Posts Tagged ‘Margtaret Thatcher’

Quentin Letts on the Special Advisors

March 19, 2014

Quentin Letts pic

Quentin Letts on what looks suspiciously like Have I Got News For You.

Mike in his piece over at Vox Political on Osborne’s budget reported on the Chancellor’s double standards regarding public sector pay. This was to be kept low, while at the same time the government’s Special Advisors were to be given a 40 per cent pay rise. The Daily Fail’s parliamentary sketch writer, Quentin Letts, has a few things to say about them in his book, 50 People Who Buggered Up Britain (London: Constable & Robinson 2009). And none of them are complimentary.

They’re in chapter 55 on Harold Wilson, who’s in there for the reason that he created them. Letts says

Wilson was disinclined to do much heavy policy thinking himself. He darkly suspected the civil service of being a Tory conspiracy. He therefore hired others to do his thinkin’ for him. Worse, he had their wages drawn from public funds. Harold Wilson was in some ways a good Prime Minister. He kept us out of the Vietnam War, not least. He was in at least one respect, however, a very bad premier: he created state-paid Special Advisors. (p. 271).

These he describes thus

The Special Advisor is an appointed stooge, an outsider brought into Whitehall by a minister or political party. He or she normally lasts only as long in that department as the minister. Special Advisors are, by their very nature, short-termists. They tend to take decisions which help a minister avoid blame or trouble, usually at the expense of another minister, sometimes merely because the extent of a problem has been temporarily concealed. Special Advisors are antipathetic to openness. Secrecy gives them power. (p. 272).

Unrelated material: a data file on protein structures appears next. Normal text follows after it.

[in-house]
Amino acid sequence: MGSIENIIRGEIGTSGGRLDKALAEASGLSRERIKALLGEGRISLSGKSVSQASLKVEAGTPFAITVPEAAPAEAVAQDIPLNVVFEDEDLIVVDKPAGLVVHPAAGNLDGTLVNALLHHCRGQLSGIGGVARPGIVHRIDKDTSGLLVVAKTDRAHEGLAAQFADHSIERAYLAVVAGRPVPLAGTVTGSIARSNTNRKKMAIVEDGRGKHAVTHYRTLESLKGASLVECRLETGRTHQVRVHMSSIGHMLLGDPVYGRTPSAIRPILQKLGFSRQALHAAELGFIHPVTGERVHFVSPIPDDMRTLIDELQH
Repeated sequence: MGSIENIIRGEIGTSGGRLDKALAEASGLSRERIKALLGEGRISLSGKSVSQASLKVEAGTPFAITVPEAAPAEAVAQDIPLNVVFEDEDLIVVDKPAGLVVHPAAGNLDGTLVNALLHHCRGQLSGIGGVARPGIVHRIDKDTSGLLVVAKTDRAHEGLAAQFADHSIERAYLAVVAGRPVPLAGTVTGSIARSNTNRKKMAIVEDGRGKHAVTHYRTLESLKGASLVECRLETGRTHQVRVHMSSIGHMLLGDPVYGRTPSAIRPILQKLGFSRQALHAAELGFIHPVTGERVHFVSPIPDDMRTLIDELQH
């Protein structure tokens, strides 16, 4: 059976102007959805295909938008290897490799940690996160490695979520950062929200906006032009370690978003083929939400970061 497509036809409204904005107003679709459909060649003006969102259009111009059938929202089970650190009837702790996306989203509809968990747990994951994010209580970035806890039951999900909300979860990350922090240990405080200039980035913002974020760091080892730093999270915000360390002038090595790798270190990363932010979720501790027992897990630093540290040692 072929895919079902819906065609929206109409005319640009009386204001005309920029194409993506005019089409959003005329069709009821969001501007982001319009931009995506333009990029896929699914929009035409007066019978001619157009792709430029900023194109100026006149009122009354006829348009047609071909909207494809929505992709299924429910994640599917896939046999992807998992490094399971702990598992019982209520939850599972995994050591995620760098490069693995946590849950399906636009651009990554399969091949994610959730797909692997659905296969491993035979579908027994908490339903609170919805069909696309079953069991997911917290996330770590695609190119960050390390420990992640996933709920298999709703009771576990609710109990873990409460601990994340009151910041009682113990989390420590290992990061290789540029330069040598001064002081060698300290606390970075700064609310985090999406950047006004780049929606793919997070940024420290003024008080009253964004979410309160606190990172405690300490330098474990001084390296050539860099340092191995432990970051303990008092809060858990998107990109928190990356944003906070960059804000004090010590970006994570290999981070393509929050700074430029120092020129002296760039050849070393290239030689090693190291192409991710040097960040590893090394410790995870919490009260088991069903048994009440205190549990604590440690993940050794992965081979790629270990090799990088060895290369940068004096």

He notes that under Wilson, Heath and Margaret Thatcher their numbers were low. He states that Maggie

with her keen suspicion of civil service obstinacy, created something of a praetorian guard of policy-thinkers at No. 10 but was never particularly keen on Special Advisors sprouting uncontrolled throughout Whitehall. She preferred her junior ministers to use their brains. She was never quite sure if Special Advisors were ‘one of us’, either. So little time. So many colleagues to monitor for signs of disloyalty. What an exhausting life she must have led. (ibid)

It was under John Major, who gave Cabinet Ministers rather more departmental freedom to form governmental policy with a greater degree of success, that the ‘Spads’ came into their own. And one of them is the honourable gentleman (and I use the term loosely) now running the country.

140117democracy

David Cameron: a former government Special Advisor, of the type who were given a 40 per cent pay rise today. AS they aren’t actually Civil Servants, this is another example of the government paying massive subsidies to the government contracted private sector.

Special advisors became more self-confident. Arrogant youths, many of them, they would strut into newspaper offices a pace or two to the side of their bosses, dispensing business cards and massaging their own reputations. One of them, you will recall, was called David Cameron. Special Advisors started to become more prominent socially. They became better known as sources of press stories. They overtook backbenches MPs in the unspoken table of political importance. (pp. 272-3)

He then attacks the way the number of Special Advisors massively expanded under Tony Blair, so that by 2002 there were 81 of them. His ire is not so much about the money spent paying them, but on their corruption of the governmental system.